Take $N$ springs, $(s_1, ..., s_N) \in S$ of length $(l_1, ..., l_N)$, and for each spring, label one end "A" and one end "B". Connect the "A" ends of the $N$ springs to a point-like particle on a two-dimensional plane at, $(x_p, y_p) = (0, 0)$, then connect the "B" ends of the springs to anchor points a distance $(d_1, ..., d_N) = (l_1, ..., l_N)$ from $(x_p, y_p)$ at coordinates $((x_1,y_1), (x_2,y_2), ..., (x_N,y_N)) \in C$. For a quick visual, if $N = 8$, the assembly would look like a stretched-out octopus (or spider) with a point-like head at $(x_p, y_p)$.

As all springs are composed of the same material, we can define a spring constant of $k$ for the unit length spring, and assign spring constants for $(s_1, ..., s_N)$ of $(k_1, k_2, ..., k_N) = (\frac{1}{l_1}, \frac{1}{l_2}, ..., \frac{1}{l_N})$. We can write the angle between spring $s_1$ and $s_2$ as $\theta_{(s_1,s_2)}$, the angle between springs $s_2$ and $s_3$ as $\theta_{(s_2,s_3)}$, and so on up to $\theta_{(s_N, s_1)}$.

My question is the following: Say we allow the anchor points, which the "B" ends of the springs are connected to, to take independent two-dimensional random walks, each with $T$ steps and step-size of $D$. Or, if it simplifies things, imagine that we simply add a set of i.i.d. random variables, over the interval $[0, D]$, to the $x$ and $y$ coordinates of each of the anchor point positions in $C$.

After perturbing the anchor points for the springs in this manner, what is the probability distribution for the "body" of the spider $(x_p, y_p)$, i.e. the position of the point-like particle joining the "A"-labeled ends of the $N$ springs in the system? How do we choose the set of anchor positions, $C$, for the $N$ springs to minimize the difference in position for $(x_p, y_p)$ before and after the perturbation of the anchor points, and does this strictly decrease with larger $N$?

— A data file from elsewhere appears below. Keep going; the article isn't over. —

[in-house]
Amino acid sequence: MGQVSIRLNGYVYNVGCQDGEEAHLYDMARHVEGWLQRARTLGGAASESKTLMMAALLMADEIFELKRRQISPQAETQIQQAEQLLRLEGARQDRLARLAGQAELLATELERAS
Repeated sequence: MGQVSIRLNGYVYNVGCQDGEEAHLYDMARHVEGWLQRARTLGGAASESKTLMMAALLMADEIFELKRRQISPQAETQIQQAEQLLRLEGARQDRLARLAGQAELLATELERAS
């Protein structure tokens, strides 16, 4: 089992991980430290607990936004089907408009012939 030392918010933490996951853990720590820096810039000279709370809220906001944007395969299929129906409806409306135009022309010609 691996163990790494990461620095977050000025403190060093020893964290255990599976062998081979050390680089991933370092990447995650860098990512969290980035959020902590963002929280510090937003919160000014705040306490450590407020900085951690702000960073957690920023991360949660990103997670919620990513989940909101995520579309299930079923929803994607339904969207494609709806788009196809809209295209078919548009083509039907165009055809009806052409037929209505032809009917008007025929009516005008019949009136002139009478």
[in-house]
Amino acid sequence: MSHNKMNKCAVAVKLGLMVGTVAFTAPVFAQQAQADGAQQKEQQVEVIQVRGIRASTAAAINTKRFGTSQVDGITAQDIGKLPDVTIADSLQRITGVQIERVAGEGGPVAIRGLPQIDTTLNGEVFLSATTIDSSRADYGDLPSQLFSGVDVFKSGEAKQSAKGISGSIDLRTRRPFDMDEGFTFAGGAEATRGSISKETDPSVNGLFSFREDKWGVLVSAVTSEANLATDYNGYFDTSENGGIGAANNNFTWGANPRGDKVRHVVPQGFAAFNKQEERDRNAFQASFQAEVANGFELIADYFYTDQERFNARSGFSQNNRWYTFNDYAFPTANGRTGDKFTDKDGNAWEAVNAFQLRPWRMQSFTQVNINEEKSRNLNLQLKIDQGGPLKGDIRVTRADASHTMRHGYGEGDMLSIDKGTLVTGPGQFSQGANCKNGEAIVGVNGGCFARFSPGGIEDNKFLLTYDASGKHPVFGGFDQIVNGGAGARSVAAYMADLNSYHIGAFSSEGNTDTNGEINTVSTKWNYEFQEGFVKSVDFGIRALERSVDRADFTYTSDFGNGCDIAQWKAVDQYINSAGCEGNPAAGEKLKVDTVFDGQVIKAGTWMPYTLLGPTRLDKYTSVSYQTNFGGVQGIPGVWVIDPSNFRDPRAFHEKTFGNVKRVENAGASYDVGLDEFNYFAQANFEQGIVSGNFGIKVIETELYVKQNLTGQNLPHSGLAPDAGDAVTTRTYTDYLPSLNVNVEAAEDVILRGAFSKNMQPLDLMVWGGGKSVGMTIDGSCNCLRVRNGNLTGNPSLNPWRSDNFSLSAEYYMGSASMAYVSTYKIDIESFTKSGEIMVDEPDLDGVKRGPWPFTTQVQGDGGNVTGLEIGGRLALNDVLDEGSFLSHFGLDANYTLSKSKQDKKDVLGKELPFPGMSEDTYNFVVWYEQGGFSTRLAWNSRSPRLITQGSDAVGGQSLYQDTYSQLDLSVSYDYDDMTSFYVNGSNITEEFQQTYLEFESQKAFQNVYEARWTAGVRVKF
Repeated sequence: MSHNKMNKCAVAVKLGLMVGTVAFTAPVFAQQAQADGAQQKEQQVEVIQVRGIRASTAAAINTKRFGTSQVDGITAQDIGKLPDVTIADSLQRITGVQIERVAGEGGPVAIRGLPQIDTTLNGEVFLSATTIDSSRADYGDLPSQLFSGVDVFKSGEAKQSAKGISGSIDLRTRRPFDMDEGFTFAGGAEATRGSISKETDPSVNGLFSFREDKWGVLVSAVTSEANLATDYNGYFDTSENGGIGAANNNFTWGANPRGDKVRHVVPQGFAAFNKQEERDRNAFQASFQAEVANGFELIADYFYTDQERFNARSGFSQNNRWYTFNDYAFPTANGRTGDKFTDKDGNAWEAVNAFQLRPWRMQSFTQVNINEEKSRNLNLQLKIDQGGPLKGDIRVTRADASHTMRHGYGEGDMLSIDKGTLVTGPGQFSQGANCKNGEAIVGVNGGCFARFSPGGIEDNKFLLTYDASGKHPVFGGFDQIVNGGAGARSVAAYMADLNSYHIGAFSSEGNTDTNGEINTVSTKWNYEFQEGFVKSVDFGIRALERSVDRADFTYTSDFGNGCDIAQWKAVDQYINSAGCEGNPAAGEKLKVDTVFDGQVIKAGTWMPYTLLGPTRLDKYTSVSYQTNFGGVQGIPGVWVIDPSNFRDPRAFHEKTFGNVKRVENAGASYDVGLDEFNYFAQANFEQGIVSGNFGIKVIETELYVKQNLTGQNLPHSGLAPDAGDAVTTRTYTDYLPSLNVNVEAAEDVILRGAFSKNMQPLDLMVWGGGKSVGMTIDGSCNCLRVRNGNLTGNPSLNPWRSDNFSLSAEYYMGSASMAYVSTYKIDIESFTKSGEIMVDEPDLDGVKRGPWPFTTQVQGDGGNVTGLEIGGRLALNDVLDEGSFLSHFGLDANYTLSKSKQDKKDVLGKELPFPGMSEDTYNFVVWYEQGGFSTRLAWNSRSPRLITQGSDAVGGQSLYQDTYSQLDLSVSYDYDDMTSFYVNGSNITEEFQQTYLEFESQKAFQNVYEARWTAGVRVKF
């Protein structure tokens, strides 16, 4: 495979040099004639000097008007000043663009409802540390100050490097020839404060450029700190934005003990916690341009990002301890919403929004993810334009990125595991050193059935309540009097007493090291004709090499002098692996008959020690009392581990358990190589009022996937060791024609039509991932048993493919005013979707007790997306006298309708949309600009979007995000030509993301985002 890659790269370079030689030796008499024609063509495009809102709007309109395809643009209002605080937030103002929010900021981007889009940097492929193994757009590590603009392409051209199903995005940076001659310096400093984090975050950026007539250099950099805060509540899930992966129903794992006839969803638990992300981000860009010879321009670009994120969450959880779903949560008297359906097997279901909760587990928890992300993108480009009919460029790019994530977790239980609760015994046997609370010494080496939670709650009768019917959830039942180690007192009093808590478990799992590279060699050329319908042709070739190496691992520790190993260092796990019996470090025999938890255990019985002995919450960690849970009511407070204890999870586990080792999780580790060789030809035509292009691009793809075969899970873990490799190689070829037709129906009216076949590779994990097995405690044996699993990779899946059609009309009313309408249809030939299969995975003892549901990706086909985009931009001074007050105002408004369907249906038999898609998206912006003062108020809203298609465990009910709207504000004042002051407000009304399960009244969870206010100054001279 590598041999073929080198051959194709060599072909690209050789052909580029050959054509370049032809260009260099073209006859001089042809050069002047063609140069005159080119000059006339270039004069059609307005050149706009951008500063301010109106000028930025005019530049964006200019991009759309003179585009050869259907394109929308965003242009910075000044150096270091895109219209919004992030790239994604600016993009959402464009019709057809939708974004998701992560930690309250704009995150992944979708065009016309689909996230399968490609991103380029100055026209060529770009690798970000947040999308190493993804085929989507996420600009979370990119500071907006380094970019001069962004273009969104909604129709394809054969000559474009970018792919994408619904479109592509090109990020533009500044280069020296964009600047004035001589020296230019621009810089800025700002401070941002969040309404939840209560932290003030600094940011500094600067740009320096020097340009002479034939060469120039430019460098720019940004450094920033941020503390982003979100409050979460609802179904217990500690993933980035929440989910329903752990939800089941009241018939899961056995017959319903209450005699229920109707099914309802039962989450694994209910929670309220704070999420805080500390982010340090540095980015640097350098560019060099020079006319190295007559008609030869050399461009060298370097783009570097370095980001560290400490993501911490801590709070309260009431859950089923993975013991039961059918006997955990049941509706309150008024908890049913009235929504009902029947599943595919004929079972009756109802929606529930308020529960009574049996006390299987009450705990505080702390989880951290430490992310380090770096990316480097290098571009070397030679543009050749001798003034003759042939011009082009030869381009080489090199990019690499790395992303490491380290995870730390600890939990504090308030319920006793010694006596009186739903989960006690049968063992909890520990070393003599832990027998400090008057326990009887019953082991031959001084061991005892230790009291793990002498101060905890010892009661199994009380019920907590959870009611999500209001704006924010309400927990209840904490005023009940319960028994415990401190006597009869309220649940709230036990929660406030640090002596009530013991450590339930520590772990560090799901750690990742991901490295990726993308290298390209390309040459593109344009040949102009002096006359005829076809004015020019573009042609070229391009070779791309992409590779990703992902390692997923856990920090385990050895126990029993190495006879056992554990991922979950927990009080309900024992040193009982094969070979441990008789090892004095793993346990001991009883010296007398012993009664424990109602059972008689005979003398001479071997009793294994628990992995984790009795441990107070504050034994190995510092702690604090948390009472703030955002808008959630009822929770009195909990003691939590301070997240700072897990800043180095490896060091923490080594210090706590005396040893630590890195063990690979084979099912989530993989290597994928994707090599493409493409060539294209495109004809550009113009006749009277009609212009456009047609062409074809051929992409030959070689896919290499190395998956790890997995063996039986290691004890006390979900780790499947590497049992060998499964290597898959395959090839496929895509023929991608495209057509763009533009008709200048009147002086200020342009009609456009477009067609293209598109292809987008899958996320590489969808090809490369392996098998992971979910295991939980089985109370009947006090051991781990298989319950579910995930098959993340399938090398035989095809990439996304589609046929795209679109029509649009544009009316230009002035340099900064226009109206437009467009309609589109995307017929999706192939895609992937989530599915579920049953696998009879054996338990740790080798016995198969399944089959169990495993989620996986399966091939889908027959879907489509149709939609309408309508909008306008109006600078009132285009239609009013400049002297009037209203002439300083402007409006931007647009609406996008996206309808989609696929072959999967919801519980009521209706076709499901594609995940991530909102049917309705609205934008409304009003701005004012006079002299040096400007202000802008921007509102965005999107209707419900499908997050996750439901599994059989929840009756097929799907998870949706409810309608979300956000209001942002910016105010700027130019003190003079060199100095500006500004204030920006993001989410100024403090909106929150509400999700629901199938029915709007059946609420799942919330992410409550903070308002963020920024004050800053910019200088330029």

Pushing my luck, let's also say that the body of the spider is not a point, but an arbitrarily small circle with a direction vector originally pointing at the position on the contour of the circle half-way between spring $s_N$ and spring $s_1$. Given that the distance between the "A" ends of the springs along the circle's contour are always fixed, what is the angular distribution for the orientation of this vector after anchor point perturbation?

Update - I realize I'm being vague about the distribution of the anchor point positions. The idea was to not discourage simplifications by others that allow for easier analysis (like the anchor points originally being the vertices of a rectangular lattice), but let's imagine that the plane the spider sits on is covered with random points at a density of $P$ points per unit area. The anchor points can thus be a set of points within a range of distances $[B_1, B_2]$ from the body of the spider. Again, I would certainly be amenable to any original lattice configuration of the anchor points.

Update 2 - We can probably also require the further restriction that the "body" of the spider, i.e. the point $(x_p, y_p)$, falls within a convex hull defined by the anchor points in the set $C$. I *think*, though I'm not sure, that this guarantees a unique equilibrium solution for the position of the spider as a function of the lengths of the springs...